This latest book of John Sonmez is an admirable result of self-discipline. The product of an author/programmer who doesn't just preach about doing things, but he shows us the way by example. Maybe the form of his book is unconventional, but he wrote it in a way that would fit his ways of doing things.
One of our roundtable topics of our last French Riviera Craftsmanship Meetup was about collecting things that you shouldn't do to your newcomers as a manager. If you are just a developer, still, you shouldn't do them, but it is less likely anyway.
I like the books and most of the videos created by Uncle Bob. Maybe sometimes they are a bit too simplistic, but they help to provide a better understanding of how you should write good quality code. And if you find that a topic is not deeply analyzed enough, you can still explore it later on your own.
Are you the type of person who doesn't pay attention to details? Start using C++. It will give the missing discipline if there is any chance. If you don't pay attention to details, C++ will teach you to do it, or you will leave this language pretty soon. It simply does not tolerate ignorance and laziness. It will hit back when you expect it the least with bloating memory leaks and dramatic core dumps.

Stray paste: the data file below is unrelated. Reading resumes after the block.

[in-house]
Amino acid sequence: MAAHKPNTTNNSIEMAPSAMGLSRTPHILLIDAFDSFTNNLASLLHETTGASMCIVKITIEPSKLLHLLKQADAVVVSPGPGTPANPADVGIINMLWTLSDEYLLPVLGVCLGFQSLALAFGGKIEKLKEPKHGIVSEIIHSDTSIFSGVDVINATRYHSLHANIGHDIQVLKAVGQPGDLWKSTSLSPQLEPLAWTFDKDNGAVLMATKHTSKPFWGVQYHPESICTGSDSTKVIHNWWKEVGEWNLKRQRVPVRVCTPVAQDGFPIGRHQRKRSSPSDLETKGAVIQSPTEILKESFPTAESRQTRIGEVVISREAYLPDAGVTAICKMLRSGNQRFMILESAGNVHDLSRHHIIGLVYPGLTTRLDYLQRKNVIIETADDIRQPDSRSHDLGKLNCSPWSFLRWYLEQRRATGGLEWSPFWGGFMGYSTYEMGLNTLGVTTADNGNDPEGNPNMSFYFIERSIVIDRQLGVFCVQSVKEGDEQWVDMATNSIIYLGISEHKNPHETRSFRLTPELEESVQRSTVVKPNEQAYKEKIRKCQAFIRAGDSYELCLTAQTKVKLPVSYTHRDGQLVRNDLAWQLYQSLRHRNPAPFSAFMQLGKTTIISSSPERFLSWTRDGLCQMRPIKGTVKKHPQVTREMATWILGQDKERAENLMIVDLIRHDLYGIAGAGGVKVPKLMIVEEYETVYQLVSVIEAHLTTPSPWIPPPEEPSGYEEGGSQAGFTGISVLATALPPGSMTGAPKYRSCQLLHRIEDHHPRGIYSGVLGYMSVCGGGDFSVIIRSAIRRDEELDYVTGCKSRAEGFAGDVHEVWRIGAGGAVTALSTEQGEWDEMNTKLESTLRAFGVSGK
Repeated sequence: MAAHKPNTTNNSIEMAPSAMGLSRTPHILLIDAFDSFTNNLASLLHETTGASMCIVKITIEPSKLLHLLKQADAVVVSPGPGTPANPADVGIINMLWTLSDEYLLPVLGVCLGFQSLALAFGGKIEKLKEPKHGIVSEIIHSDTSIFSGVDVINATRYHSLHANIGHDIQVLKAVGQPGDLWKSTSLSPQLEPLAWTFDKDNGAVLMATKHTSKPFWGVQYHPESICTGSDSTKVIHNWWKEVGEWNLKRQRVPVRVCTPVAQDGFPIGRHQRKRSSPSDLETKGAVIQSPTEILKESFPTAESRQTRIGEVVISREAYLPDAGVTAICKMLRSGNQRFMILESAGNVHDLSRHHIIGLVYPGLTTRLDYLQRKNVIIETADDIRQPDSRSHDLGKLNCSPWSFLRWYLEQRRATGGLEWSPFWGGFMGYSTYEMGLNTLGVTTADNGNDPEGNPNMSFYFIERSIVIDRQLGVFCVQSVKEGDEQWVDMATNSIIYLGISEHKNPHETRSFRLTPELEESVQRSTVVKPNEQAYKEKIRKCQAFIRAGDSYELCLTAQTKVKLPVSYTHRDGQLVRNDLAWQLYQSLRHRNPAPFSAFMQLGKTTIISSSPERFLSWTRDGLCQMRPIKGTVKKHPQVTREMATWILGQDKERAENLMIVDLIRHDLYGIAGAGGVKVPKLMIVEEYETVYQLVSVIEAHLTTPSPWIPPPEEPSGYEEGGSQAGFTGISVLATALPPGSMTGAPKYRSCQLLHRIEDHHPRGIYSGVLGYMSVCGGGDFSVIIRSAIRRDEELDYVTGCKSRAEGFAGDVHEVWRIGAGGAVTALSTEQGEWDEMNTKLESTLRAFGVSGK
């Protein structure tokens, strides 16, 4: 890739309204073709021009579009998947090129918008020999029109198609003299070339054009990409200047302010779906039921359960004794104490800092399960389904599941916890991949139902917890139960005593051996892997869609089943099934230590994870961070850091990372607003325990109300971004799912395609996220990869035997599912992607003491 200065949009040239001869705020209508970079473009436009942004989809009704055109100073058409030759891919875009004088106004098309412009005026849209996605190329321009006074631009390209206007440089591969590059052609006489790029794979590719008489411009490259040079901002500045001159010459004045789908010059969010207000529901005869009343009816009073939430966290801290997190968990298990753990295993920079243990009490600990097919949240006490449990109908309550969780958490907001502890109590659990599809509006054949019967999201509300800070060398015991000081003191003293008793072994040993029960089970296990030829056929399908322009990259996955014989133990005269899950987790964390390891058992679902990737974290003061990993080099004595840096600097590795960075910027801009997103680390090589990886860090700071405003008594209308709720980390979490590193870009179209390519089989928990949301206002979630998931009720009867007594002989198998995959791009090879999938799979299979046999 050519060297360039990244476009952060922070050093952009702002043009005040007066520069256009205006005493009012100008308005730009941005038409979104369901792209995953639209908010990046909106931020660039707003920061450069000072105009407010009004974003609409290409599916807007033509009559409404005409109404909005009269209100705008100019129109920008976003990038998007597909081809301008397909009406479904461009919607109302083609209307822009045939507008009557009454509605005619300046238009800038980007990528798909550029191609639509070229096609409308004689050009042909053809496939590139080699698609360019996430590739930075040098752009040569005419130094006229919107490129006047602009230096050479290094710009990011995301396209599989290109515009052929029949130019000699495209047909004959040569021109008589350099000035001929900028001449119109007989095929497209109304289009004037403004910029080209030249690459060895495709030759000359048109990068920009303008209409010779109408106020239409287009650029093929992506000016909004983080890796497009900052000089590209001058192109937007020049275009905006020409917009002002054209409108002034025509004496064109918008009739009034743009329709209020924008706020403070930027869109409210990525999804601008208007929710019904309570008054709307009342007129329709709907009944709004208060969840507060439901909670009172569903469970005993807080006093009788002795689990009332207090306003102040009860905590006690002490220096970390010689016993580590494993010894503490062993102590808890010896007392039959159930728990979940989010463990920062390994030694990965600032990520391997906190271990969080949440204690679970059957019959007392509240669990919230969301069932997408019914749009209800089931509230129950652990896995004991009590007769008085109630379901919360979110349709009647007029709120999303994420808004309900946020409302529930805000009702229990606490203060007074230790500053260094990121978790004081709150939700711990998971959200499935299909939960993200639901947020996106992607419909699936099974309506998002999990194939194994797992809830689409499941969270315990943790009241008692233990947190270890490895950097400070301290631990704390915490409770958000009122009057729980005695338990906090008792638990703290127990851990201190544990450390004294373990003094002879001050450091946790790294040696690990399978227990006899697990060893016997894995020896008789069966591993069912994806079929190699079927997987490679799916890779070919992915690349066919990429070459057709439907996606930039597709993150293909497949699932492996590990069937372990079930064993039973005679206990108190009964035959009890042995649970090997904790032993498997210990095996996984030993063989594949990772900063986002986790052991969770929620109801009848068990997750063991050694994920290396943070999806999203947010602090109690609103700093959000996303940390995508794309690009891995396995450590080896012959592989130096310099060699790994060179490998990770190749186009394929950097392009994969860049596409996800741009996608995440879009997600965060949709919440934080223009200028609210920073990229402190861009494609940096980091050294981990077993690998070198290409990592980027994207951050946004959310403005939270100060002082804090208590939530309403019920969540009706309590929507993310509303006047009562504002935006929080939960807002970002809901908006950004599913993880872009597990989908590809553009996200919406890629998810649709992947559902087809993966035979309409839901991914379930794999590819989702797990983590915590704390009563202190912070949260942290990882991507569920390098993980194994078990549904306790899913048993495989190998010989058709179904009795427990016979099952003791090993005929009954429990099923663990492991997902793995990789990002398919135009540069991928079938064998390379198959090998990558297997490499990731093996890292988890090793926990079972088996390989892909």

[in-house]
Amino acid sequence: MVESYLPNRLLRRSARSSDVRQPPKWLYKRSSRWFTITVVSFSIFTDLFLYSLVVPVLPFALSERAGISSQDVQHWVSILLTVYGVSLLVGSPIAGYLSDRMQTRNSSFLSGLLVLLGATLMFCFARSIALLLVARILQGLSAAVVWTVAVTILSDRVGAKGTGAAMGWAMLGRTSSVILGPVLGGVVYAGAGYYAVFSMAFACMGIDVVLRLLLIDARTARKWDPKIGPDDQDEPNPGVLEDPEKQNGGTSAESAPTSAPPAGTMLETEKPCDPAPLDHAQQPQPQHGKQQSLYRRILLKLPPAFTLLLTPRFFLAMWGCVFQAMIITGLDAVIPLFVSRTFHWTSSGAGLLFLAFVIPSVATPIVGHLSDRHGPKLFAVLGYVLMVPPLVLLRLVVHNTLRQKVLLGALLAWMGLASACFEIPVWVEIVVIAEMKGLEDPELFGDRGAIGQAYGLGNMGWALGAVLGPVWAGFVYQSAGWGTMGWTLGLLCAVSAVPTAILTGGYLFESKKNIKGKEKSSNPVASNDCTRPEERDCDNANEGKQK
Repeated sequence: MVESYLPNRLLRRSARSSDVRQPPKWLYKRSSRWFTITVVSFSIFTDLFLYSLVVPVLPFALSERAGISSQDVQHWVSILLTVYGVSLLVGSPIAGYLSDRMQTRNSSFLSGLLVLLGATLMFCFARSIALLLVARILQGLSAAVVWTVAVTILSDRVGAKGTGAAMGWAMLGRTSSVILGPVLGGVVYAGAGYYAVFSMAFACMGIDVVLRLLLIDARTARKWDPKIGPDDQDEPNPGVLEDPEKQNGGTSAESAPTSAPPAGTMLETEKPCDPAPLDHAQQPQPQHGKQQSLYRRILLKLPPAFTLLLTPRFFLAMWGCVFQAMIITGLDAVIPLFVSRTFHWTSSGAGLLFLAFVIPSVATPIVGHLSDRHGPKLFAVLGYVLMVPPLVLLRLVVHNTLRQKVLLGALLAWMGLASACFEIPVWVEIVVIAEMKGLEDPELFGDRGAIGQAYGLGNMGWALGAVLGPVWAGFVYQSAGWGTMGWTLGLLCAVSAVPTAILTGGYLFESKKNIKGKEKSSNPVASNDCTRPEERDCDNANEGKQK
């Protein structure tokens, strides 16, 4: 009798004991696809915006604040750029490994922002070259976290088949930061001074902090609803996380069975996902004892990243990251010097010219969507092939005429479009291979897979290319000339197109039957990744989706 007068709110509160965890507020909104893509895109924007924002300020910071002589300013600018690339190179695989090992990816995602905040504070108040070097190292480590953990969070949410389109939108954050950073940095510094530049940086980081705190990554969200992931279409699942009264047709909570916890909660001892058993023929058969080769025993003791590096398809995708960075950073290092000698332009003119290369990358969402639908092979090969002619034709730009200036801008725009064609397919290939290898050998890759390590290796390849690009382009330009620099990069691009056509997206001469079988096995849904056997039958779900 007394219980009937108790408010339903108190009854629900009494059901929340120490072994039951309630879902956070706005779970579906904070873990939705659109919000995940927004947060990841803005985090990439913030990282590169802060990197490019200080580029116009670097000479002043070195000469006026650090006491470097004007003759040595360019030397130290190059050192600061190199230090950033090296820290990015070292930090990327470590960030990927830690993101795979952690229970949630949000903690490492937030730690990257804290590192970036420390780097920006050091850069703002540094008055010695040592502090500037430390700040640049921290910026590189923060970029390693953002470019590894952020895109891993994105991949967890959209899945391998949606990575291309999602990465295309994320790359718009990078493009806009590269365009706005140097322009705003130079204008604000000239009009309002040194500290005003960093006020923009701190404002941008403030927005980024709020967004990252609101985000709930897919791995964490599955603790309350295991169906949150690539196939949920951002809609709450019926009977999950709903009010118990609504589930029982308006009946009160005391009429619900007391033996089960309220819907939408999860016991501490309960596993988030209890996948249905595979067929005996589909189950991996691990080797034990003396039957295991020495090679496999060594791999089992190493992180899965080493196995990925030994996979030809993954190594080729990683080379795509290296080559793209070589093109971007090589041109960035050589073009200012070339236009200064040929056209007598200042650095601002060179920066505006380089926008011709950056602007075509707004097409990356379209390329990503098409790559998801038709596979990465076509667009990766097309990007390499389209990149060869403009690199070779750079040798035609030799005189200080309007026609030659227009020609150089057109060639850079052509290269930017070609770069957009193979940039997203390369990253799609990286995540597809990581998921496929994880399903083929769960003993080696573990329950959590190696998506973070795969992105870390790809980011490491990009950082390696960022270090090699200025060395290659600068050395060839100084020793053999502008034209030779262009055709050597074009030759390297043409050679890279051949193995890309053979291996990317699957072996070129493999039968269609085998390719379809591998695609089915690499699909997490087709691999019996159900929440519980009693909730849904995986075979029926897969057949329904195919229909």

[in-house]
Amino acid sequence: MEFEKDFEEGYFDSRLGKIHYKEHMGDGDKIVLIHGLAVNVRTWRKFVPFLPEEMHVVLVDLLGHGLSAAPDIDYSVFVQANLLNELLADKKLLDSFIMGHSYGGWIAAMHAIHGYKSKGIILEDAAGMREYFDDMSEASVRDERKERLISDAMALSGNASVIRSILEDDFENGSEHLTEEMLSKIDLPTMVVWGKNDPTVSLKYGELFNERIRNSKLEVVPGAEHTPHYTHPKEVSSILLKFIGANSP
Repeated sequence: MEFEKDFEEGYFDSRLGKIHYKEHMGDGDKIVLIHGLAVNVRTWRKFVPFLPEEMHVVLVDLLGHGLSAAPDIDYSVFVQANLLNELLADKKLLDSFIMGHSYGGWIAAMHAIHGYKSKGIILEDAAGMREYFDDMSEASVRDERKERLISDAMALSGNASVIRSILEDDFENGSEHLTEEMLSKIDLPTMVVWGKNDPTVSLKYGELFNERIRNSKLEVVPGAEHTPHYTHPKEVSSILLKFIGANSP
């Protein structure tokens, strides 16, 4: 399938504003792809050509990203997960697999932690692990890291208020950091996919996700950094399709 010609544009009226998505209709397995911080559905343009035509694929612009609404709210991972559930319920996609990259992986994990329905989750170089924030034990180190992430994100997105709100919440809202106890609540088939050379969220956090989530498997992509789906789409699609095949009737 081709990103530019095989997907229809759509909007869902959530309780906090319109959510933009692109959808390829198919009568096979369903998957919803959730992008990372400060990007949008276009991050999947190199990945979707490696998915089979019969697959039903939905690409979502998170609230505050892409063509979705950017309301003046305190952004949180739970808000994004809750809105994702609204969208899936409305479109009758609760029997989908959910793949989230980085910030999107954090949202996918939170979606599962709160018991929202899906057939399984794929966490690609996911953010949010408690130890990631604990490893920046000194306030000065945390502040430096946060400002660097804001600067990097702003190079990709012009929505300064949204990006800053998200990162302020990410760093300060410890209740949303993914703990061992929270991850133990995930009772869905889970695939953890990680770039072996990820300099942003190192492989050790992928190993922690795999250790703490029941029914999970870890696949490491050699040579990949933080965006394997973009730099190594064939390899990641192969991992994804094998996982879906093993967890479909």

We are living in a world where anywhere you turn, someone will bark in your face how successful he or she is. How much he likes his life and that if you are not a zillionaire by the age of 30 you are nothing but a douchebag. Okay, this might sound like a little bit of exaggeration, but not that much to be honest.
In my new team we are working on several guidelines, rules and process improvements. Why do we think these are so important? If things are well documented, it's easier for a newcomer to start delivering value. It reduces the possibilities to err for everyone. It removes lots of possibilities for arguments. And we all know that one cannot win an argument, we should avoid them at all costs.